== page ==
In addition to being an independent with a shaky voting record, Mattei has no real roots in this area. He is originally from Jersey, and moved into the Lehigh Valley some time in 1997. At first, he lived in Easton and Washington Township, then moved to Lehigh Tp for 14 years. He has only been in the Nazareth area for four years or less.

Why did he move to Pennsylvania from Jersey? It appears that he was fleeing debt. According to New Jersey Courts public access, actions were brought against him at F002217-92, F003270-93, F005758-96 and F008490-96.

Mattei getting chickens
While living in Easton, in what appears to be its West Ward, he worked at Home Depot in Whitehall, a rather strange occupation for a retired New Jersey state trooper. It was during this time that his emancipated daughter sought and obtained a Protection From Abuse Act Order against him. What set him off is unknown, but the incident included allegations of throwing his own flesh and blood across a room and dragging her down the steps by the ankles.

Mattei never contested the PFA.

In 2000, Mattei left Easton for the greener pastures of Lehigh Tp. He bought a home, and over the next 14 years, managed to rack up nine mortgages. According to Northampton County's civil index, Northampton Area School District also ended up filing two municipal liens (2007-ML-6826 and 2008-ML-8846) against him because he failed to pay his school tax bill. Unable to keep up with his mortgages, he gave his Lehigh Township home back to the bank. He also filed for Chapter 7 bankruptcy (15-12857-ref) and, on 8/20/15, was granted a discharge.

That's how he ended up in Nazareth, just up the street from me.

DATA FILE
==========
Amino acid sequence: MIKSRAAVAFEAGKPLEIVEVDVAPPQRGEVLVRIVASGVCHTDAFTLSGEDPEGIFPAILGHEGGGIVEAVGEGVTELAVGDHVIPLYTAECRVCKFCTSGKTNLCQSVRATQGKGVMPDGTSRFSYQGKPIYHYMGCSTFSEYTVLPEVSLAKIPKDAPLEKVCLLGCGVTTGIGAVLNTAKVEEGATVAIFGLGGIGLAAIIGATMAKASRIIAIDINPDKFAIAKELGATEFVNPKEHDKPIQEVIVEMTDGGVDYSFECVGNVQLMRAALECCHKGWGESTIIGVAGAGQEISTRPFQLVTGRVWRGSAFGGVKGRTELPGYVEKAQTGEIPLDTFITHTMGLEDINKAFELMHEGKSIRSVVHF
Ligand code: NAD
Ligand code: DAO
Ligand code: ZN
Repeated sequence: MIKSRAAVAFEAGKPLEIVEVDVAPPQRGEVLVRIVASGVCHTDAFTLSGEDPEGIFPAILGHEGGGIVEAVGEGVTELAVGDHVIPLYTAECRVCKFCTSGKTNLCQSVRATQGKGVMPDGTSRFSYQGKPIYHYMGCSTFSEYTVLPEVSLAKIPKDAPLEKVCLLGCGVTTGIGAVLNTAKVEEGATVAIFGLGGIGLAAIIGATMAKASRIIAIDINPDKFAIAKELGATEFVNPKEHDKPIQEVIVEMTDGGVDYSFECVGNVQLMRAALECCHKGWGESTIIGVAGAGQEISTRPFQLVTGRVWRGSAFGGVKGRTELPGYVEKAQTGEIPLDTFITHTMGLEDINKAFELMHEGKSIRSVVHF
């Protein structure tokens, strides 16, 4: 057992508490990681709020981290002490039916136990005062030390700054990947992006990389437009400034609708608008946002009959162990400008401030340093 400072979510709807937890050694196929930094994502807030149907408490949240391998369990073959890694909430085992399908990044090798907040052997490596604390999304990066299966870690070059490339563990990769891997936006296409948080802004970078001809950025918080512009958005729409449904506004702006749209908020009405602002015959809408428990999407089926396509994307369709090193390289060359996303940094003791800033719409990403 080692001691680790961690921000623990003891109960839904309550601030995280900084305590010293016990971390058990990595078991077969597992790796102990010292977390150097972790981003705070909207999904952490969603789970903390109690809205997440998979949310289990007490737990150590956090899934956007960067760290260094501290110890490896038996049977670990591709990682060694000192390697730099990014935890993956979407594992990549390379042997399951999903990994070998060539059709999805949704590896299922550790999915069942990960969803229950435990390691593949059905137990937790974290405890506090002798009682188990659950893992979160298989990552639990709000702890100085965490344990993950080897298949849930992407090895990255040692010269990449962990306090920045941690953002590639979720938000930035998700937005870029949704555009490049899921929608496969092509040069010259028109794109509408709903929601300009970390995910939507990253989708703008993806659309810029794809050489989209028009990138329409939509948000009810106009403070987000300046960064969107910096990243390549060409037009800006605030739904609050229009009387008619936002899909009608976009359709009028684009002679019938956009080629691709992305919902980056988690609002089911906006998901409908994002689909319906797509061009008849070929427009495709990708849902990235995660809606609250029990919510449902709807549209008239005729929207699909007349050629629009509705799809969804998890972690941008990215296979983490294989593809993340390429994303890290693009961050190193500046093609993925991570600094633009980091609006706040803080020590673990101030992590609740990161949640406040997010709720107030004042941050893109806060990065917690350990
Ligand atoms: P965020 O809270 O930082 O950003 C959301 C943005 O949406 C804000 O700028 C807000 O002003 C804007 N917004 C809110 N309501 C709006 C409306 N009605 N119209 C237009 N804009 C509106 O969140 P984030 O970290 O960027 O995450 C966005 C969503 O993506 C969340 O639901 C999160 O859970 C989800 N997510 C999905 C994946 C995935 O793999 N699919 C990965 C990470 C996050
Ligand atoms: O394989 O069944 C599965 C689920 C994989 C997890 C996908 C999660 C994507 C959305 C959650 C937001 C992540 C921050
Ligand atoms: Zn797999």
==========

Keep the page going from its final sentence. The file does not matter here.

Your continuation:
Anyone can go through a bad stretch financially. But for Mattei, bad financial decisions appear to be way of life. It sure looks like that's what caused him to flee Jersey. Ringing up nine mortgages on one property in 14 years is also pretty stupid.

If he's unable to manage his own finances, how can he be expected to manage ours?

What would prompt a bankrupt Independent who only votes sporadically to want to be the Democratic champion? He certainly has no burning interest in issues. But he sure does like to eat.

He just filed a 6th Tuesday pre-election report for the period between 5/17/16 and 9/19/16, even though state house candidates have no such obligation. (You can see it here). In it, he claims to have raised $15,836.00 and has already spent $13,901.70,  a lot of it on dinners and lunches.

The Easton Area Democratic Committee gave an independent outside of the Easton area $3,000. He also collected $3,000 from the trade unions. He suckered Martin Guitar owner Christian Martin into giving him $500, and sucked money from poor Glenn Reibman, Rich Grucela and the Bobbsey twins, Pete Schweyer and Mike Schlossberg.

Mattei gets cake for intern
What has he done with this money?


A lot.

He's a hungry guy and, in his defense, did have a family BBQ this summer. He must have really been famished on June 13. He was at Subway, the Trolley Shoppes Restaurant and the Leaf Cigar Bar, all in one day.

I'd say the Leaf and Mickey D's are his two favorites. He's been to each five times.

Mattei has also been to Nazareth Diner four times, Pizza Joe, Villa Grande Pizzeria, Pies to Die For, Dunkin' Donuts, China Wok, Pita Pit, Blendlife Smoothie and Juice Bar, Fairways Cafe, Rice 'n Beans, Little Corner Cafe, Xpresso Cafe, Diner 248, Baby Harry Coffee, Wok Box, Chestnuthill Diner, McDonald's, WaWa, Sam's Club for groceries, Tuscana Pizza and Whitetail Golf Club.

He even charged a meal in New Jersey at DeLucia's. He has also picked up between meal snacks at the gas station across the street from his office. And let's not forget the booze from the liquor store.

All told, he has spent $1,662.95 in campaign contributions on food, cigars and booze. Over 10 per cent of the money he raised is in his stomach.

This has to be some sort of record.

He must be loading up for the winter.

He did give $1,000 to Controller Steve Barron for robo calls and another $300 to Rich Wilkins for consulting. Barron won't say whether his deal includes an "all you can eat" clause.

So we Democrats have really done well. We have an independent with a spotty voting record and an even more shaky financial history to run against an entrenched, well-financed incumbent. He is using campaign finances to play big shot. He has no chance of winning. My chief concern is that Mattei might explode before the election.

Wednesday, September 28, 2016

Should Pa Try Ranked Choice Voting?